De veritate EN 164
The separated soul, as has been said, knows in two ways. In one it knows through species infused when it is separated from the body; in the other, through species which it received while in the body.
According to the first mode, we have to ascribe to the separated soul a knowledge which is like angelic knowledge. Consequently, just as angels know singulars through the species given them at their creation, so, too, the soul will know them through the species given it at its separation from the body. For, since the ideas which exist in the divine mind are productive of things according to form and matter, they must be exemplars and likenesses of things according to both form and matter. Hence, through them God knows things not only in their generic and specific nature, which is derived from formal principles, but also in its singularity, whose principle is matter. But the forms which are created will angelic minds and which souls acquire when they are separated from the body are likenesses of those ideal forms which exist in the divine mind. Therefore, just as things derive from these ideas and so exist in form and matter, so also the species in created minds derive from them. And these species can know things according to form and to matter, that is, according to their universal nature and their singular nature. It is through this kind of species that the separated soul knows singulars.
But the species which it has received from the senses are like things only in so far as these latter can act, and they act according to their form. Therefore, singulars can be known through them only in so far as they are received in another power which uses a bodily organ, in which they exist materially in some way, and so are received as individual. In the understanding, however, which is entirely free from matter, they can be a principle only of universal knowledge, unless, perhaps, through some reflection on phantasms, from which the intelligible species are abstracted. After death, when phantasms have been destroyed, there cannot be this reflection. However, the soul can apply universal forms of this type to singulars which it knows through another type of knowledge.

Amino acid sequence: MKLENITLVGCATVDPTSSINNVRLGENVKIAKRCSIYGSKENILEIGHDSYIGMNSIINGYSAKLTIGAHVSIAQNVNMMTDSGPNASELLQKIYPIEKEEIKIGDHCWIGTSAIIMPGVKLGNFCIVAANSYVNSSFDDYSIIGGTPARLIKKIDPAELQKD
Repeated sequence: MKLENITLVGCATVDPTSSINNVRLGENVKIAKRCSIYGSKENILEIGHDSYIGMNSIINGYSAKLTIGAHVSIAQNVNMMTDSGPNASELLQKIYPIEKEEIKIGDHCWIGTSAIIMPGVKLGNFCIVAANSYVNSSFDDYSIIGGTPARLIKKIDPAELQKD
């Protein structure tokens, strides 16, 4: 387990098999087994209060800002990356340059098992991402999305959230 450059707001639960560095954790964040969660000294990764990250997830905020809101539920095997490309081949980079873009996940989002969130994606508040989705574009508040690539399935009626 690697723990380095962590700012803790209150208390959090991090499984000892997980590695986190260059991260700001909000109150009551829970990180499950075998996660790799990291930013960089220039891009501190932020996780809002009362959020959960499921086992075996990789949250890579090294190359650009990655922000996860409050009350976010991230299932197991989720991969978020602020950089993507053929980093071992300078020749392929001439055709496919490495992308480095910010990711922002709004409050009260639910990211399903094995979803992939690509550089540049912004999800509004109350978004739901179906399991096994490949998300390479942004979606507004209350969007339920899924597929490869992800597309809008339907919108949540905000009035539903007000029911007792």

Answers to Difficulties:
1. The separated soul does not know singulars through the species which it acquired while in the body, nor through species created will the soul, but through species given it when it is separated from the body. Nevertheless, it is not necessary to have an infinite number of species infused into the soul to know singulars, because the singulars which it is to know are not actually infinite in number, and because a separated substance can know all the individuals of a species through one likeness of the species, in so far as that likeness of the species is made the proper likeness of each of the singulars according to its proper relation to this or that individual, as we said of the angels. This is also clear of the divine essence which is the proper likeness not only of the individuals of one species but of all beings according to the different relations which it has to different things.